Nutmeg: From the few to the many
Launched in 2012 by former banker Nick Hungerford, Nutmeg are a UK based online wealth manager. Their mission is to open up the murky world of financial investment, usually the preserve of the old and wealthy, to everybody, regardless of the size of the investment.
Nutmeg have experienced 400% year-on-year-growth in 2015 and their mission hasn't gone unnoticed either with the FCA recently highlighting their role in bringing transparency to the industry.
The Challenger Project caught up with founder and CEO Nick Hungerford and Head of UX Jono Hey at Nutmeg's offices in Lambeth.
What did you see as the opportunity for Nutmeg?
Nick Hungerford: Historically wealth management has been quite an ironic market place. You had people with lots of money being given help by experts and then people with little amounts of money being given no help at all. There was no offering for these people to manage money in an institutional and smart way.
So what we’ve tried to do is bring those policies and procedures to everybody. We’re allowing consumers to be able to see their money on line, all the time, with total transparency. That is a challenger category.
We’re very much hoping that there will be new companies who come into our category. I'm sure that agencies and experts like yourself would say to us, you need more people in that category to make it a well-trodden path for more people to understand what you do. So we're looking for the future of wealth management to be one where it is democratised, and where people say, I don’t just have to focus my time on looking after the very wealthy people.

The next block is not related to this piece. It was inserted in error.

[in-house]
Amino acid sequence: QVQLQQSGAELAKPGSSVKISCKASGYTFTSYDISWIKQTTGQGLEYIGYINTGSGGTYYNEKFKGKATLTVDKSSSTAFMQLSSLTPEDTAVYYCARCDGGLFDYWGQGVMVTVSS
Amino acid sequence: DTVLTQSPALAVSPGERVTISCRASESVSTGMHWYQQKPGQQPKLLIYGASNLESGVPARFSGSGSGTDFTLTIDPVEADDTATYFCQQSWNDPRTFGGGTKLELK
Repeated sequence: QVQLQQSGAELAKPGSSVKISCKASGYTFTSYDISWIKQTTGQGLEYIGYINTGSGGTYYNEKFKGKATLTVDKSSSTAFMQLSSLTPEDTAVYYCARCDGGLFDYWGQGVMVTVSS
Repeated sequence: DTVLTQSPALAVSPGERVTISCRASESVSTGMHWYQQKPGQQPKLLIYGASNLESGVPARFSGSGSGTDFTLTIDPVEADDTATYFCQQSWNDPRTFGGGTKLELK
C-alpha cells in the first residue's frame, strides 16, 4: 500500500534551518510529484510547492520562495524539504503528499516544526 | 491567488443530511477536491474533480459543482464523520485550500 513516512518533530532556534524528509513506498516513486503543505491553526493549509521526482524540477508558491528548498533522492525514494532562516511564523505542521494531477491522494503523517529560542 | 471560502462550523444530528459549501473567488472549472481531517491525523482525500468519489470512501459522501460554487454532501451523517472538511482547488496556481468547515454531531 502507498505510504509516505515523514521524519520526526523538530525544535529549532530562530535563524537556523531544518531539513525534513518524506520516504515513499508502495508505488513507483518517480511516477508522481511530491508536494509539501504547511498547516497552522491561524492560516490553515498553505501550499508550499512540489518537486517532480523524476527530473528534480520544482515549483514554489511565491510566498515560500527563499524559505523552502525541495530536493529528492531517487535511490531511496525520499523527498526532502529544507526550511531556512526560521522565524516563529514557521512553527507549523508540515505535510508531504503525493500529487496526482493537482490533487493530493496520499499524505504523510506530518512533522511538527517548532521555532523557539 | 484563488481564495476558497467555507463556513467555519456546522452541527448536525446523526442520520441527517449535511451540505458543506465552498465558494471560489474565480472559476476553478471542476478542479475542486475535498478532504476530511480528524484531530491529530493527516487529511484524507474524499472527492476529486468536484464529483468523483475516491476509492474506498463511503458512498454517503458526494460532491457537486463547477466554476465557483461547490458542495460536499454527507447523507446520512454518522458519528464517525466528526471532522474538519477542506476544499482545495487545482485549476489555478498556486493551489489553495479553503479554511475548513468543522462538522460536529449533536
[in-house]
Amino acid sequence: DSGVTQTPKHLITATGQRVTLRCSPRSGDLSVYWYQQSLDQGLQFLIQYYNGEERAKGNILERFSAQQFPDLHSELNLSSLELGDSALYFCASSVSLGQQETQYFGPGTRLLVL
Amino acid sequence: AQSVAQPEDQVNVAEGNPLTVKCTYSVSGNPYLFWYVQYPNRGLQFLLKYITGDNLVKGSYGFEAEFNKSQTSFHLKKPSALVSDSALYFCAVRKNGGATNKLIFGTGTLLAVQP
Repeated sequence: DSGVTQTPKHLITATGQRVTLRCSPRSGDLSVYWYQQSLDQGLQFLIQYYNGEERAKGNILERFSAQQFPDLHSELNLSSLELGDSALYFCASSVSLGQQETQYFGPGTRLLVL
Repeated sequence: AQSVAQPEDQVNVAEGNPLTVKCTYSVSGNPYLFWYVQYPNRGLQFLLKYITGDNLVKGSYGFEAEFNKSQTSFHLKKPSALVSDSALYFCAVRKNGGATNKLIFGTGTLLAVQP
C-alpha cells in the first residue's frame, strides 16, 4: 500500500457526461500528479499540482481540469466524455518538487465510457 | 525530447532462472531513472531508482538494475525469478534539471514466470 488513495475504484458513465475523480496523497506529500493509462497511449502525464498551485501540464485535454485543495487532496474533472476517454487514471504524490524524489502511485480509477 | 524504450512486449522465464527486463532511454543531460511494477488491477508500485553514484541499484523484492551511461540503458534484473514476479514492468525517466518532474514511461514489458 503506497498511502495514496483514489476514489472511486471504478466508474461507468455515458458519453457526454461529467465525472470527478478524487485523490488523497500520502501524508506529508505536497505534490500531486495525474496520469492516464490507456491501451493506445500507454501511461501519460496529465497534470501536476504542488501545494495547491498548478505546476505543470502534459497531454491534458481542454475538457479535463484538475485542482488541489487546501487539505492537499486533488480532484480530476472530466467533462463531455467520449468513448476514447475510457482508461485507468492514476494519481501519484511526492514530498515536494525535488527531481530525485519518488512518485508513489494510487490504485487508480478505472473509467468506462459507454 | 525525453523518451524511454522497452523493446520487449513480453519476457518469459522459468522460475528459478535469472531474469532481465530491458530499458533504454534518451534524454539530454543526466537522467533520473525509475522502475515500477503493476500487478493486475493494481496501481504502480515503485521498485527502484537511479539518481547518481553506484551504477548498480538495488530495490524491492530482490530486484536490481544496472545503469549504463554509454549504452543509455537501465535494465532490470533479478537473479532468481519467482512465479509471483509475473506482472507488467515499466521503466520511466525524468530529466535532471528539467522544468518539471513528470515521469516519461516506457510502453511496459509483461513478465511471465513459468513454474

What are you challenging about the current finance industry?
Jono Hey: The main thing we’re offering is transparency. People really struggle to get hold of simple things such as how much have I paid for managing my money. Be it if it’s a financial advisor, you get a statement once a year and it has some things on it that you may or may not understand. So what we say is, here it is. If you want to see what you’ve got, you can see it right now, at any time.
We want to simplify the process from others in the industry and make it easy to invest. We’re actually attracting people who are not investing and putting it off, just as much as we’re attracting the existing investors in this space.
What constraints have you encountered?
Jono Hey: Finance is an interesting place where we have all sorts of constraints. You have technical constraints, resource constraints, but you also have regulatory constraints. I've never perhaps worked in an industry that has more regulation around it. For example, there are constraints in the language that you can use. You have to talk about things in a certain way. And for us the opportunity there is to embrace that.
The regulator requires us to use certain language, but what we do is go one step further and really make sure people understand it. We don’t hide behind the constraints, but instead use it as an opportunity to educate people.
As a result, people who get to the end of the process find they have learned something along the way. And people appreciate you for that. I believe it is a great strength of ours.
What’s your approach to in-house vs. outsourcing?